Thousands killed after ‘US-led raids’ in Mosul

On March 24 hundreds of civilians, mostly women and children, have been killed under collapsed buildings in the Iraqi city of Mosul after a reported US-led airstrike triggered a massive explosion in a residential neighborhood last week.

Iraqi civil defense agency officials and locals said Thursday that rescuers are still recovering bodies from under the debris near Rahma hospital in Mosul’s Jadida district following the explosion that took place on March 16.

Iraqi sources have put the number of those killed at over 230. So far 130 dead bodies have reportedly been retrieved from the debris.

The exact cause of the blast remains unclear, but local residents said an explosive-laden truck detonated following a US-led airstrike, destroying buildings in the heavily-populated neighborhood.

Local lawmaker Faris al-Sanjari said the US-led coalition targeted the truck bomb and noted, “You cannot kill dozens just to destroy a booby-trapped truck parked near houses.”

A police civil defense official also said “a coalition air strike hit a residential street last Friday and destroyed at least 30 houses.”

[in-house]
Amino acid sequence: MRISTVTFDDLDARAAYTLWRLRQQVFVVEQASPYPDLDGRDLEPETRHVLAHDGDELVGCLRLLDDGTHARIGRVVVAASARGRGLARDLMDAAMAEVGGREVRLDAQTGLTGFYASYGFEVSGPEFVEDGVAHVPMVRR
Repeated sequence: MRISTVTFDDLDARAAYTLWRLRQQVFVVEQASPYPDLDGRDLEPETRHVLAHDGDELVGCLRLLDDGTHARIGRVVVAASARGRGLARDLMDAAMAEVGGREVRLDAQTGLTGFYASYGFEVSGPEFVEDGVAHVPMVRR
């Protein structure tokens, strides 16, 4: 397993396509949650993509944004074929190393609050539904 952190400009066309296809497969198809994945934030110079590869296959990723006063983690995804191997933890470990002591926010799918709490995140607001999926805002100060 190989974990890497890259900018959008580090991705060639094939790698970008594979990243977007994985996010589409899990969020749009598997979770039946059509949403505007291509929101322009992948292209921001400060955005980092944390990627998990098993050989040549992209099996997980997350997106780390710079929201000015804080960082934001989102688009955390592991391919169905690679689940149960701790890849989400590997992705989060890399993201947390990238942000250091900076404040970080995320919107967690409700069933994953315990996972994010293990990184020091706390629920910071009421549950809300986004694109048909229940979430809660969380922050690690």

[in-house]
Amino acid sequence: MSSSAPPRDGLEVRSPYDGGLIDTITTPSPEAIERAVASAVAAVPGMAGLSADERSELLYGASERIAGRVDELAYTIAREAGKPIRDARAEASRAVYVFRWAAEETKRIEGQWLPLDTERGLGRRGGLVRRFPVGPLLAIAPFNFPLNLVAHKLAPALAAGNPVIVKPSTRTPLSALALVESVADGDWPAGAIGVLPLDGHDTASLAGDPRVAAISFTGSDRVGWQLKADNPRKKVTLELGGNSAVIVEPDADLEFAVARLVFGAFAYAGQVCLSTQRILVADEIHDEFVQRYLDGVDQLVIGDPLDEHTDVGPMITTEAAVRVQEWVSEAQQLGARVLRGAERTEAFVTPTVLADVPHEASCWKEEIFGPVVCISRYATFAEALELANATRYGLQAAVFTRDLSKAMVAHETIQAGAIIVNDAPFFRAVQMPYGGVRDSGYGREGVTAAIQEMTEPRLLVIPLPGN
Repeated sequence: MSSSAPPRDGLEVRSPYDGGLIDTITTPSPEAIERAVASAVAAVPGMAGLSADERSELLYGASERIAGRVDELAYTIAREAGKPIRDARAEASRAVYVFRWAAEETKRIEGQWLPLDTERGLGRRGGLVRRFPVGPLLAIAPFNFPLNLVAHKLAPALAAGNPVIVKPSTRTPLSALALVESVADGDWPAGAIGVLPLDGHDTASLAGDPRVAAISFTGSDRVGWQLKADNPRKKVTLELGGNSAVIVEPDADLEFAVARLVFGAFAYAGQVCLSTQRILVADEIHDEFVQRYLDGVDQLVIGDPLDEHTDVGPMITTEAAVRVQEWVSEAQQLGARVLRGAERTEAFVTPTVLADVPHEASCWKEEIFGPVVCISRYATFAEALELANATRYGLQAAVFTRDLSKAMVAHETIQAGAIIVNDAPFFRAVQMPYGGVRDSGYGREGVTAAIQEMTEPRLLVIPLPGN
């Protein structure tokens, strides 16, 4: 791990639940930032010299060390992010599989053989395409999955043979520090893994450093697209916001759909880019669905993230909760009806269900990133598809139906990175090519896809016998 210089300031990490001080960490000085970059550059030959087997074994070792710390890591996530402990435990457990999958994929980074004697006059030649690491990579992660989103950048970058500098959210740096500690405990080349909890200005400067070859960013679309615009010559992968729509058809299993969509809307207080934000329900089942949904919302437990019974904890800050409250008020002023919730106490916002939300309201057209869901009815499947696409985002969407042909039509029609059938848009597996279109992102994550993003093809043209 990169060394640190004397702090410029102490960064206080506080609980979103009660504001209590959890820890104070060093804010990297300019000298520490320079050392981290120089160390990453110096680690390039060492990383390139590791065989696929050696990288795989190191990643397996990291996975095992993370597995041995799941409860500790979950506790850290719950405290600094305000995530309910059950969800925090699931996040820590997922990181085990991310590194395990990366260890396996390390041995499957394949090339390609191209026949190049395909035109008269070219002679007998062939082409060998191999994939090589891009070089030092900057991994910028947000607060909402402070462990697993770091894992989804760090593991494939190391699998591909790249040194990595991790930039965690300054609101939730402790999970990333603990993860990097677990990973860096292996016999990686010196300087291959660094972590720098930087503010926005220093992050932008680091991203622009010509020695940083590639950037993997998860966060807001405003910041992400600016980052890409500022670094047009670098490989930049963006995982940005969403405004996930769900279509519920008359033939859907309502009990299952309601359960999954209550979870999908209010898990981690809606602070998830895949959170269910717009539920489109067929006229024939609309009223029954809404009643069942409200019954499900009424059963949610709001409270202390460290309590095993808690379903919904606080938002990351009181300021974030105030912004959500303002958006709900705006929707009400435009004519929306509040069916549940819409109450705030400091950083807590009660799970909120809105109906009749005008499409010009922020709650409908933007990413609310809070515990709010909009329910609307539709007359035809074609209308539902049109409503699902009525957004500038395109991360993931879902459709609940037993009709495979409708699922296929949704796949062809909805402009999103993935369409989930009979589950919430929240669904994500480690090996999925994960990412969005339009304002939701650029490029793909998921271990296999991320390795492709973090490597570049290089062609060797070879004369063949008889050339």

The US-led coalition has not given details on any specific airstrikes on Jadida District.

“We are aware of reports on airstrikes in Mosul resulting in civilian casualties. The coalition conducted several strikes near Mosul and we will provide this information to our civilian casualty team for further investigation,” the coalition said in a statement.

Meanwhile, reports say rescue operation has been temporarily stalled due to lack of equipment in the area, which has been the scene of heavy clashes between Iraqi forces and Daesh terrorists.

“Finding survivors is very difficult because the area is completely destroyed. It is a very big disaster, indeed we can describe it as a disaster,” Civil Defence chief Brigadier Mohammed Al-Jawari told reporters.

According to monitoring group Airwars, at least 2,463 civilians have been killed in US-led airstrikes in Iraq and Syria since the start of operations in 2014.